JESSA: The Tarot came as a derailment for me. I got into Tarot about ten years ago. At that point, I’d already been a writer and editor of a literary magazine. So when I got into Tarot, it felt like a little embarrassing. Intellectuals are not supposed to be Tarot card readers, right? So that was a problem, and I kept it very hidden. Intellectuals are not supposed to be into the “mystical woo-woo” stuff. But I loved it, and I was passionate about it. So eventually I started doing Tarot card readings specifically for writers. I made a big announcement thinking, “My career’s going to be over, and no one will ever ask me to write anything important ever again.” But I was surprised that a ton of writers really wanted Tarot readers that knew about writing. So that’s how the creative Tarot came to be.

BRIGIT: A lot of people can relate. Many start learning Tarot and think, “Oh my goodness, what’s everyone going to think of me? This is not who I really am.” Then, after working with the Tarot for a bit, you can start to see that it actually interests many different types of people. I’m glad to hear from your perspective as a writer, and how that’s connected you even more to your writing friends.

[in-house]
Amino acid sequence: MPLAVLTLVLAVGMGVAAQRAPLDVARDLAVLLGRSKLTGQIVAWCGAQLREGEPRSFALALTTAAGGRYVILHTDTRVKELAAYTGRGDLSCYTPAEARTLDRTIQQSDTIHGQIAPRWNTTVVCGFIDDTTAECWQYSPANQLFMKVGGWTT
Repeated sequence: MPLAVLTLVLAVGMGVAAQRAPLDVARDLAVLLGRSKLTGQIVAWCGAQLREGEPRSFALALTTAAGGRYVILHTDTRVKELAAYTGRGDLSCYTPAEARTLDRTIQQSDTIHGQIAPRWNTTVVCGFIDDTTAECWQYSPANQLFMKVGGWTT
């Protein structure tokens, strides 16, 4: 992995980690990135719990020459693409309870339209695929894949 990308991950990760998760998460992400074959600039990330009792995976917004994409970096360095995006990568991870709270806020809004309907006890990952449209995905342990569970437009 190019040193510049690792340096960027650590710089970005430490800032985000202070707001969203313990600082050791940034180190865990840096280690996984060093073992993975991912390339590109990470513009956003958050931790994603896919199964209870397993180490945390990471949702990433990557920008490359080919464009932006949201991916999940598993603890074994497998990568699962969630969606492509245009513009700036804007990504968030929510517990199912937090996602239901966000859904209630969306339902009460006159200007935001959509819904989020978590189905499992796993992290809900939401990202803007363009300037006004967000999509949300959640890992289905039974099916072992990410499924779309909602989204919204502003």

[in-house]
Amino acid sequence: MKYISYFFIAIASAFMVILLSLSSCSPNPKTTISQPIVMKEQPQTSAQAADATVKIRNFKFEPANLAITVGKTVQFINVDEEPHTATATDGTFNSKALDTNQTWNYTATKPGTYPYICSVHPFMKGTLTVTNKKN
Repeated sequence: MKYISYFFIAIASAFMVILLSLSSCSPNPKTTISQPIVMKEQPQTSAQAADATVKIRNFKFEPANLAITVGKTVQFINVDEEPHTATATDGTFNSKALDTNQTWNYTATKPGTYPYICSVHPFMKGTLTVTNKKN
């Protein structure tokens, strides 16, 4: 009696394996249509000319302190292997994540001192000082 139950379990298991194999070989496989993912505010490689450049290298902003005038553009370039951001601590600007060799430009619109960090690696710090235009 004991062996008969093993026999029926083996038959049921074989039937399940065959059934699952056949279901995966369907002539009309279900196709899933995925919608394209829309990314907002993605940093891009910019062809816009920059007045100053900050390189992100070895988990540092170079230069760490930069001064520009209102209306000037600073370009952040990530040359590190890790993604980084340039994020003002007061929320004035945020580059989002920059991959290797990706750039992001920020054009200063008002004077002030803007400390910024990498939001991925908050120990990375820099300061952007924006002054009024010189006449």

Were you doing professional Tarot readings, or just fun Tarot readings for friends?

JESSA: For about eight years I was just studying for myself. Studying the history of the Tarot, but also each individual card, trying to get a good psychological sense of what every card meant. It really did take me eight years before I even offered to start reading for friends. Because I just felt that there is so much to know. I thought, “You’re always going to be a student. You’re never going to be an expert and people who think they are experts are maybe kidding themselves.” The eight-year process was just learning and then reading for friends. I’ve always been uncomfortable with taking money for a Tarot card reading, but I feel like it’s also important to be around someone who understands the particular problems of a creative person. And the particular problems that a writer faces during a project. Someone who doesn’t understand; who’s not a writer, just won’t be able to give the same Tarot card reading.

BRIGIT: Interesting. You’ve found quite a specific niche in terms of serving the writer population through Tarot readings. I’m curious; like you said, you felt like it doesn’t feel right to charge money. Tell me more about your thinking there.